Since this is a combo, Bluetooth* and Wi-Fi share the same antennas and this may impact directly on the Wi-Fi throughput. The recommendation is to disable Bluetooth* if not necessary so you can have all the antennas dedicated to W-Fi. There is this article online refering about Wi-Fi and Bluetooth* coexistence that may be very informative about this subject: Wi-Fi and Bluetooth coexistence
*NOTE: This link isbeing offered for your convenience and should not be viewed as an endorsement by Intel of the content, products, or services offered there.
Even though there is a possibility for them to coexist, they will always use the same antennas. If you are going to have an intense use of Bluetooth*-connected peripherals but, also needs to have a high throughput at the same time, you might consider the option you have informed above about getting an independed Bluetooth* adapter.
We apologize for any misunderstanding in our previous response. What we mean is that Bluetooth* and Wi-Fi share the same antennas, you can use both at same time as needed but, because they share the same antennas, Wi-Fi performance may decrease because the antenna will also be busy using Bluetooth*.
We recommend that you contact the computer manufacturer if this wireless adapter is the one installed by factory in order to check if they have any available solution for this issue.
As a second option, you can optimize your connection by following:
1 - Disable Power Functions: Control Panel >> Hardware and Sound >> Power Option >> Set the High Performance and apply to default.
2 - Check the Change Plan Settings: >> Change Advanced Power Settings >> Wireless Adapter Settings >> Power Saving Mode and make sure both on Battery and Plugged in are set to Maximum Performance.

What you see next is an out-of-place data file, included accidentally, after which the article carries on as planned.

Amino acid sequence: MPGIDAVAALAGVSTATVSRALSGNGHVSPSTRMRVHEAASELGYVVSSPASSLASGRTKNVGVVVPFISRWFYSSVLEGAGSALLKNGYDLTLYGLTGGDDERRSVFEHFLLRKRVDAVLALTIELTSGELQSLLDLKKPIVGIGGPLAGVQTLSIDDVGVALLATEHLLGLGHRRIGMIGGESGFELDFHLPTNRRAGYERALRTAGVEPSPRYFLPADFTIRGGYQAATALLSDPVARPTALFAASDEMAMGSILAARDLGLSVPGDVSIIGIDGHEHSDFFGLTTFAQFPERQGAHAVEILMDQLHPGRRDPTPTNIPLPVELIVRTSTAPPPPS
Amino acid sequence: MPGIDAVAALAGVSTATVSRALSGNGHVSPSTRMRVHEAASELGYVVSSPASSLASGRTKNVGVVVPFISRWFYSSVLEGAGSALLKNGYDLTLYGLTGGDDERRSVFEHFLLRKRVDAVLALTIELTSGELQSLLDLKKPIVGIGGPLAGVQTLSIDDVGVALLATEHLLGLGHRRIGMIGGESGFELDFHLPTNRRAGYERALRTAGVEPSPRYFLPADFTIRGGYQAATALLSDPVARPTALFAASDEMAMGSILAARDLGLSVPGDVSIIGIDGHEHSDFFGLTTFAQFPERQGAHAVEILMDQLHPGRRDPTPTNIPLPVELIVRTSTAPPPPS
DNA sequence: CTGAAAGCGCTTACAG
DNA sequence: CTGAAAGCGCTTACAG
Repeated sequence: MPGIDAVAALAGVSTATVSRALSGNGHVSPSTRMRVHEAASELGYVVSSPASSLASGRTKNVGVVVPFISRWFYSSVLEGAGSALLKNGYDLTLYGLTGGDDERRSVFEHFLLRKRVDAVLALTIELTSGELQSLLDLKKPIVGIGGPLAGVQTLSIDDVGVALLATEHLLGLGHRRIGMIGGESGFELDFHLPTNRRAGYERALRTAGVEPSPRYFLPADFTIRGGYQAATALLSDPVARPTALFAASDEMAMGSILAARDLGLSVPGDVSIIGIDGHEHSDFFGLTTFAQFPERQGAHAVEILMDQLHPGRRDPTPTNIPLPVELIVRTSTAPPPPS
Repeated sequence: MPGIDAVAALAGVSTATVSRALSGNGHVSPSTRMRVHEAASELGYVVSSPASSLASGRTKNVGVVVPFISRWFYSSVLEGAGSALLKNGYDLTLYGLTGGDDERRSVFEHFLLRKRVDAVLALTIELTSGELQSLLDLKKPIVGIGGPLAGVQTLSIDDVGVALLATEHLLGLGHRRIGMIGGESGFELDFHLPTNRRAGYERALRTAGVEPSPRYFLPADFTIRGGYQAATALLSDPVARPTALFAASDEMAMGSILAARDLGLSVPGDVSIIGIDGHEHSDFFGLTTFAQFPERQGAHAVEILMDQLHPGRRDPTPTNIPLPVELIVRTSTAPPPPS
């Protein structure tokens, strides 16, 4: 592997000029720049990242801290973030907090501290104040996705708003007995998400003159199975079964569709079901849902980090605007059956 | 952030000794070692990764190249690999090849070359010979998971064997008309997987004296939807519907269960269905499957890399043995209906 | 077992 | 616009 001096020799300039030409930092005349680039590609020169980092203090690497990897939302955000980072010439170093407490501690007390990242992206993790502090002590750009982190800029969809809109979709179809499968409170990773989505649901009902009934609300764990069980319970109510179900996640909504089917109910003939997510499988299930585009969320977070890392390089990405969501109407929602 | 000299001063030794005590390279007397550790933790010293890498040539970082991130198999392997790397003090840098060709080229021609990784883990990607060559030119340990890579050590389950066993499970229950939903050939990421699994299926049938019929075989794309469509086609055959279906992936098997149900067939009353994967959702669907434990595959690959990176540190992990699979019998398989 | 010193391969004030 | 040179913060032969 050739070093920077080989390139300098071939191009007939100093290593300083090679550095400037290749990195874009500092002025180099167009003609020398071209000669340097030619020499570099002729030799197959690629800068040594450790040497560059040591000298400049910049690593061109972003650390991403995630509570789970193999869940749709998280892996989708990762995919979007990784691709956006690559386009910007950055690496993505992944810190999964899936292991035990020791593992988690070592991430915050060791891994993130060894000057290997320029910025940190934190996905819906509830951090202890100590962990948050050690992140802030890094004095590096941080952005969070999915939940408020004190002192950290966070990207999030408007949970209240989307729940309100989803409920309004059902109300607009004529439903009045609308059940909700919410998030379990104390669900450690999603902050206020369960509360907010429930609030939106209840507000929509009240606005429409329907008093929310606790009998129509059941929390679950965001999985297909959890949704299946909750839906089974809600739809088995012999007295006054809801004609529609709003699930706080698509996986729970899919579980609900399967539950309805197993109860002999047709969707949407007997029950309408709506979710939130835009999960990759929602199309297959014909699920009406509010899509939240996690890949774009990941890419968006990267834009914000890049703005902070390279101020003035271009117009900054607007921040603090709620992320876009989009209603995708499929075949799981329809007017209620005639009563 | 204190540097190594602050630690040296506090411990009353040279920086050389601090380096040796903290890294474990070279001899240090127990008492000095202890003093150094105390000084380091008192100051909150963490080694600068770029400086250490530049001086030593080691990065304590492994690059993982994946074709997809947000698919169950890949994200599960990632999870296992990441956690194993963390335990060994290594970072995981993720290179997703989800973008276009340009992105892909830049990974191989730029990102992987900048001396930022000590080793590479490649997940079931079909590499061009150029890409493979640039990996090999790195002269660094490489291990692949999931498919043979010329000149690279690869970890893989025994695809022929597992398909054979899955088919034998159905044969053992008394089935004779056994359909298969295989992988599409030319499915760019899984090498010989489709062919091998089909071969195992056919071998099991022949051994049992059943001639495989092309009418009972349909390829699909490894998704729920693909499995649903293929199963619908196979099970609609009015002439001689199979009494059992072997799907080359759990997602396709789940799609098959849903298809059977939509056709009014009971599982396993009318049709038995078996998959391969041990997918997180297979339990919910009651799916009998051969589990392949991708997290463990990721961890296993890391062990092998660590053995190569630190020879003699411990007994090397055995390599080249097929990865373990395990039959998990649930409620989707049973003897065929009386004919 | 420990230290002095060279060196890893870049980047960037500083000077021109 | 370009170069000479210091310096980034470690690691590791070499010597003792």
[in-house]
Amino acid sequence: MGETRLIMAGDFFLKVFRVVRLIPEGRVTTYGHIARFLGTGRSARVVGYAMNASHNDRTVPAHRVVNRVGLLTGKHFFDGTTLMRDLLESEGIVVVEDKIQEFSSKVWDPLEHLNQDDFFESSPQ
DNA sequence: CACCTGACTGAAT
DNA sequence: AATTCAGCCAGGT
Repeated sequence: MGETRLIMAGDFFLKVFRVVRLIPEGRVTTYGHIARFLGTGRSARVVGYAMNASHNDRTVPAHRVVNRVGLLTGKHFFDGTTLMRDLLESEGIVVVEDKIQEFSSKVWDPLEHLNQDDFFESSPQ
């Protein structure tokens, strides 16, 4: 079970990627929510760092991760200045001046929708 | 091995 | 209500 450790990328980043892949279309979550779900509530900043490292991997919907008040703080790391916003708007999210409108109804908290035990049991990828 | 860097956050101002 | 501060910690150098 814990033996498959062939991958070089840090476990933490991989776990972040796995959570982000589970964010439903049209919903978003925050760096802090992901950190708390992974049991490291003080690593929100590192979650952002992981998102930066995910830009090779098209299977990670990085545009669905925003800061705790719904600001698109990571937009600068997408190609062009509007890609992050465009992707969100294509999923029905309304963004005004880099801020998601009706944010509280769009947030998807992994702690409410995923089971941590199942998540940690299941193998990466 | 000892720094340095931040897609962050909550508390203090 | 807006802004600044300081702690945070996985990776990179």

3 - On Device Manager >> Network Adapters >> Intel® Dual Band Wireless-AC 7260 and then select and right click on it, then choose Properties.
4 - On Property, select the Advanced tab and set the U-APSD support to Disabled.
5 - Check the value of transmit Power and make sure it is set to 5. Highest.
6 - Change the current channel used to a less crowded one on the router.
7 - Set the Wireless Mode to 802.11a/b/g/n according to that of the supported mode on your router.
8 - Set the preferred band to Prefer 2.4GHz band.
9 - Set the HT Mode to HT.
10 - Set the Channel Width for 2.4GHz to limited 20MHz
Thank you for the detailed response!
Unfortunately, it didn't help anything. My best guess is that since a lot of people hardly use Bluetooth, Intel didn't bother to build a well working device.
(However, I don't understand why the combination of WiFi and Bluetooth works flawlessly in my phone - apparently it is possible...)
ASUS wants me to send in my laptop for two weeks, which is not possible for me, so I will buy a Bluetooth USB adapter.